First Nations people in Canada still suffer from unacceptable housing conditions – and that needs to change. How can architecture play a role in reconciliation?
View of the exhibition Caroline Monnet: Ninga Mìnèh at the Montreal Museum of Fine Arts. Photo MMFA, Denis Farley
Words by Caroline Monnet
The abhorrent housing conditions faced by many northern Indigenous communities in Canada have sadly remained unchanged for years. The Canadian government has been responsible for providing housing for First Nations people and unfortunately, has done a bad job. The high cost of construction materials, coupled with poor civic planning and lack of vision from the Canadian government, has resulted in the construction of stick-built housing styles of the suburbs that are not suitable in the frozen cold north and which bear no resemblance to traditional First Nations dwellings.
This housing crisis has plagued First Nations reserves in Canada for decades and is worsening with each passing year. Since 1876, when the Indian Act first forced First Nations people to live on reserves, the federal government has been responsible for providing their housing. The root of the Canadian system and its relationship with First Nations was the idea that they would not survive as a people and that housing on reserve would be a temporary fix.
Winter temperatures often dip below minus 30 degrees celsius, and people are living in homes without heat or reliable electricity. Some even live in uninsulated sheds. Rampant mould is seriously damaging people’s health. Most First Nations people cannot afford better because 80% of reserves have median incomes below Canada’s poverty line. The Indian Act ‘reserved’ Crown-held land for First Nations and the government took the rest for itself, thus creating a reservation system that to this day prohibits First Nations people from owning land. That means they have no assets to secure mortgages and need to front 100% of their building costs, which can surpass normal market value due to the remote locations of many reserves.
We Shape Our Homes and Then Our Homes Shape Us, 2021, by Caroline Monnet. Courtesy the artist, MMFA, Jean-François Brière
Furthermore, overcrowding in First Nations communities is a longstanding issue in Canada. In 2019, a United Nations report on housing for Indigenous populations found one in four people on reserves were living in overcrowded conditions. This troubling figure is approximately seven times that of non-Indigenous people across Canada. After years of failed federal projects, First Nations people are clamouring for greater autonomy and more concrete solutions.
As an artist, I use raw materials to tell the story of Indigenous identity, culture, traditions and despair. My art interweaves building materials with intricate patterns inspired by traditional Anishinaabe iconographies connected to my mother’s Indigenous heritage. I retrace these roots to portray Indigenous history as an evolving and dynamic negotiation between the traditional and the modern.
My recent exhibition Ninga Mìnèh (meaning ‘promise’ in the Anishinaabemowin language) calls attention to this social crisis through conceptual artworks that combine traditional motifs with domestic building materials such as Styrofoam, gypsum and insulation. My hybrid work reflects how a house embraces spirituality and is an extension of our bodies; when there is no sufficient housing, it breaks our physical and emotional wellbeing. Taking inspiration from traditional designs found on birch bark baskets and beadworks, industrial materials transform into poetic and organic shapes through weaving and embroidery. Every surface offers the potential for re-instilling cultural pride in materials and opening a dialogue about the current housing crisis in First Nations communities.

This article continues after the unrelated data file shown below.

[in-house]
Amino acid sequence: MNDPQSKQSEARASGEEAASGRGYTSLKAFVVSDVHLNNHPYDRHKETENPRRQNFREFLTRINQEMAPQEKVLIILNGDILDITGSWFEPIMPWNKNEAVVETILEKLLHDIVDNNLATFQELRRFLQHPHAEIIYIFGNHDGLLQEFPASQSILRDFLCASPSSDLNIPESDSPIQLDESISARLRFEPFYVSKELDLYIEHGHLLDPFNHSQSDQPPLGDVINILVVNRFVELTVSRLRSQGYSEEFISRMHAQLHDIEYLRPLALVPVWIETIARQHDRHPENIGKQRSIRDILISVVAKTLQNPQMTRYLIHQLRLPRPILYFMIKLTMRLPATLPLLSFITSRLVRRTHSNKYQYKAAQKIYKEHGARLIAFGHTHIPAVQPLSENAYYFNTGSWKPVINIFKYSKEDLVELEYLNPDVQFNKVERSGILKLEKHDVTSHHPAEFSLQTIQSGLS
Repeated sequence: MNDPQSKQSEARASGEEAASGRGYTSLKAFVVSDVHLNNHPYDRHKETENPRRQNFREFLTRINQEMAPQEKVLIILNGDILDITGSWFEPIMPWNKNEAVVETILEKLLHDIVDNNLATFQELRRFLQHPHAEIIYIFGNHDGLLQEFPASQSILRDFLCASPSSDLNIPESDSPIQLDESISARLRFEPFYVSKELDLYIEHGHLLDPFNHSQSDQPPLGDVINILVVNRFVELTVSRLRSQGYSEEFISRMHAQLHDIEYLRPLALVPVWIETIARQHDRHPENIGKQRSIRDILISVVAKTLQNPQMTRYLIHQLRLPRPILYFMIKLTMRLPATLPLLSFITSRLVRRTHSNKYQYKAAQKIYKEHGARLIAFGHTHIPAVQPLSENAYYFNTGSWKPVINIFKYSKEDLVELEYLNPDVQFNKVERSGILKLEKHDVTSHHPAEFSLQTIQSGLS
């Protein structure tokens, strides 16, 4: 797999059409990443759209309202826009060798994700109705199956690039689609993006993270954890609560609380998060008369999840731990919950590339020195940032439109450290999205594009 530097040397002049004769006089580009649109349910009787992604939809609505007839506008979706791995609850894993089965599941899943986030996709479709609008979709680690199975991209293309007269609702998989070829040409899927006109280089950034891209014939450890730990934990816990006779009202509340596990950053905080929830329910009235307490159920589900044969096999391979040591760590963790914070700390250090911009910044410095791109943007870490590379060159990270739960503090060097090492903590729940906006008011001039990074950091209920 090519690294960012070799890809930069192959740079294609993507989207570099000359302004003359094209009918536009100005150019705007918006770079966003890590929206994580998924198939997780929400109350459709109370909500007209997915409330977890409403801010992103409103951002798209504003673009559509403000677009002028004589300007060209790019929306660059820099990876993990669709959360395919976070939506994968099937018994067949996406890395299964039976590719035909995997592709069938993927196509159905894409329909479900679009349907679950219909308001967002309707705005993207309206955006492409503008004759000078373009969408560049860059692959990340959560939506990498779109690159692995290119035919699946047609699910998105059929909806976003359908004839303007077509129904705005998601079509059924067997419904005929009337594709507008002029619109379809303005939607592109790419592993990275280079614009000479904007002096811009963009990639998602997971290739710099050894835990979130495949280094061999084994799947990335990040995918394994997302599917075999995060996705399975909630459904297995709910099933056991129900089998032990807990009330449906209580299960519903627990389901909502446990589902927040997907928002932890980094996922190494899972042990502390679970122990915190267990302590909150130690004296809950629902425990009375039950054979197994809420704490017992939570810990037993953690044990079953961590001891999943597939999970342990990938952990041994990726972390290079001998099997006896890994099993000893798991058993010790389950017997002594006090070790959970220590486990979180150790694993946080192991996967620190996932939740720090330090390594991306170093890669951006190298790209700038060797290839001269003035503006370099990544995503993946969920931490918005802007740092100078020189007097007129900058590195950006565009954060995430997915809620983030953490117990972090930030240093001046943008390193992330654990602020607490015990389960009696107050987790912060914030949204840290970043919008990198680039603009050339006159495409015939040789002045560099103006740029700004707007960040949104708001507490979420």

Caroline Monnet. Photograph: Ulysse Del Drago
The birch bark biting technique, unique to my Anishinaabe ancestors, allows for intricate designs that use geometry and symmetry. With that in mind, I create my own patterns, elaborate them on the computer, and mirror my urban and contemporary reality. The patterns start resembling city maps and QR codes while remaining true to the weaving and beading that inspire them. They act as microchips that transfer ancient knowledge buried deep down across generations, offering a glimpse back and a path forward. They have become a language of their own, referring to the fact that I’m a direct link to the colonial project that began 500 years ago.
For Indigenous communities, architecture has never been seen as something friendly. It’s a symbol of colonisation, representing sedentary life, residential schools and on-reserve housing. What if Indigenous communities were able to develop their own housing models? How can architecture play a role in reconciliation? How can we as First Nations people develop contemporary structures that stay true to our values, culture, traditions and aspirations?
Our lives are framed by our houses. We reflect the places where we live, and those places reflect us. I’m hoping to counter the negative stereotypes attached to that and challenge misinformed perceptions. First Nations peoples simply do better when they have control over their own wellbeing.
Caroline Monnet is a Canadian First Nations (Anishinaabe, also known as Algonquin) and French artist. Caroline Monnet: Ninga Mìnèh is on view at the Montreal Museum of Fine Arts until 1 August 2021
This article was featured in ICON’s Summer 2021 issue. Read the digital edition for free